Heart and circulatory disease is still one of the UK’s biggest killers despite related deaths falling faster than those of other diseases. If you want to keep your heart in great shape, here are 10 things you can do:
1. Cut down on salt
If you have a diet high in salt, it’s likely that your blood pressure could be high too – which means you have an increased risk of suffering from heart disease or stroke. The recommended maximum daily intake of salt is just 6g for adults and 3g for children (2.5g of salt is the equivalent of 1g of sodium). Cut down by trying not to use any salt at all at the table and reducing how much you use in cooking. Also, keep an eye on food labels to check how much salt you’re eating in processed foods (foods with more than 1.5g salt or 0.6g sodium per 100g are high, so avoid them wherever possible).
2. Eat less sugar
Too much sugar in your diet could lead to weight gain, which can raise your blood pressure and lead to diabetes and heart disease. If you have a sweet tooth and can’t give up sugar altogether, simply have fresh fruit with yoghurt instead of sweetened puddings and cakes.
3. Limit saturated fat
Eating too much saturated fat – found in butter, ghee, margarine, fatty meats, dairy fats and processed foods such as pies, pastries and cakes – is believed to increase cholesterol levels. So switch to semi-skimmed milk and low-fat dairy foods instead of full-fat ones, choose lean cuts of meats and steam or grill instead of frying.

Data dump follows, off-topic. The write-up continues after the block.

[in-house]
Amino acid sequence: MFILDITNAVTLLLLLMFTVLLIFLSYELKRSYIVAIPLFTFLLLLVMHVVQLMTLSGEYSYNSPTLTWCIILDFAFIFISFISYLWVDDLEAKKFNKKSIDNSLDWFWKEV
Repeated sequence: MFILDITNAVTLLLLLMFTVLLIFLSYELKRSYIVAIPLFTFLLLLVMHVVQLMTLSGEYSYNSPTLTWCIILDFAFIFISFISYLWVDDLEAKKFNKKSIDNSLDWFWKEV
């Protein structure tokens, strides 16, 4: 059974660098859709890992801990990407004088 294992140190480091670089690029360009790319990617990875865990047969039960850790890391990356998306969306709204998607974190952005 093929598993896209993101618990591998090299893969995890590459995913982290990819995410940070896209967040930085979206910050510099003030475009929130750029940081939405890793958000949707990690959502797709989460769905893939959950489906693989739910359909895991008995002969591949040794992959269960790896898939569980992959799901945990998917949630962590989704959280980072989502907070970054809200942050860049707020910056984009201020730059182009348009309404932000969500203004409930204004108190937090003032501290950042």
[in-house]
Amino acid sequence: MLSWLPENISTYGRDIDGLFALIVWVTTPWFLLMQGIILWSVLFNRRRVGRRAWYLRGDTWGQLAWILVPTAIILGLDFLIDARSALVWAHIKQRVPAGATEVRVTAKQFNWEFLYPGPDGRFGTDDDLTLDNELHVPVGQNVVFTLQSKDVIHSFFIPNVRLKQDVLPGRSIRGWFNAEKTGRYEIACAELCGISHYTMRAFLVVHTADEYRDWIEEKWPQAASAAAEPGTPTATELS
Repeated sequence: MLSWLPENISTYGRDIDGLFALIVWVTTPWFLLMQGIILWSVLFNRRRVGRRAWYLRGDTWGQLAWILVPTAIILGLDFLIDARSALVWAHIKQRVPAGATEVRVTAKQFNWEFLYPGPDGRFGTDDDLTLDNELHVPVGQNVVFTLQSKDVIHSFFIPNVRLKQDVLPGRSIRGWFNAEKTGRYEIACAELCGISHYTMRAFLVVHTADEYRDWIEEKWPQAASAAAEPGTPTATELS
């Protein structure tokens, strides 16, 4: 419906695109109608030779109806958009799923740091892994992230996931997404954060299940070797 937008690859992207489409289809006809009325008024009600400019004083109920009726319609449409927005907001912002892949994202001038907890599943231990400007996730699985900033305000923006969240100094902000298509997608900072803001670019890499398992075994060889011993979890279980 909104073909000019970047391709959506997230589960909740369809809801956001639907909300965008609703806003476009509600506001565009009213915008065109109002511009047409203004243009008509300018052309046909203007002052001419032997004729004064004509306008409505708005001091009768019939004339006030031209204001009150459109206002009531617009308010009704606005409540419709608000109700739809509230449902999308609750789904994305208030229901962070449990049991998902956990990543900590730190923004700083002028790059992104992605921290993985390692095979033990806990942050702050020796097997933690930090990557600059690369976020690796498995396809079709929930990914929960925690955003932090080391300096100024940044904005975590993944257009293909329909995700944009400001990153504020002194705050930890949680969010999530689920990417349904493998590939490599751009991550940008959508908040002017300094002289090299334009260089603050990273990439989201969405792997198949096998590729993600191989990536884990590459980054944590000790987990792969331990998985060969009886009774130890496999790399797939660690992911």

4. Fill up on fruit and veg
Increase the amount of potassium in your diet by eating at least five portions of fruit and veg a day (potassium can help to lower your blood pressure). The nutrients in fruit and veg – including vitamins, minerals and fibre – may also help to keep your heart healthy. Some fruits and veg that are rich in soluble fibre may also help to lower your cholesterol, including citrus fruits, sweet potato, aubergine, mango and most beans and pulses.
5. Go for more fish
Oily fish such as pilchards, sardines, mackerel, salmon and fresh tuna, are rich in omega-3 fatty acids, which are thought to be particularly beneficial for your heart because they improve your cholesterol levels. If you’re a vegetarian you can get omega-3 fats from spinach, wheat germ, walnuts, flaxseed and flaxseed oil, soya and canola oil and pumpkin seeds.
6. Quit smoking
Smoking is one of the main causes of cardiovascular disease, and smokers are almost twice as likely to have a heart attack compared with those who have never smoked. It not only damages the lining of your arteries but reduces the amount of oxygen in your blood and raises your blood pressure.
If you’ve struggled with giving up smoking before, ask your GP about NHS Stop Smoking services in your local area.
7. Cut back on alcohol
Alcohol can affect your heart by causing high blood pressure, abnormal heart rhythms and damage to the heart muscle. But you don’t have to give it up completely. Just stick to current guidelines for moderate alcohol drinking, which are two to three units a day for women and three to four for men. Find out more by visiting the Drinkaware Website.
8. Get more exercise
Studies show that people who aren’t very active are more likely to have a heart attack than those who are. Aim to get at least 150 minutes of moderate-intensity activity a week to lower your risk of developing coronary heart disease. You can split up the 150 minutes any way you like. For instance, have a brisk 30-minute walk every lunchtime during the week.
9. Keep your weight down
If you’re heavier than you should be, your risk of high blood pressure, high cholesterol and type 2 diabetes is above normal. Eating less sugar and saturated fat while cutting back on alcohol, eating more fruit and veg and getting more exercise can all help you lose excess pounds – and keep those pounds off in the long term.
10. Keep stress under control
If you’re under a lot of stress, you may be more likely to smoke, take little or no exercise and drink more than a moderate amount of alcohol – all of which are linked with heart problems.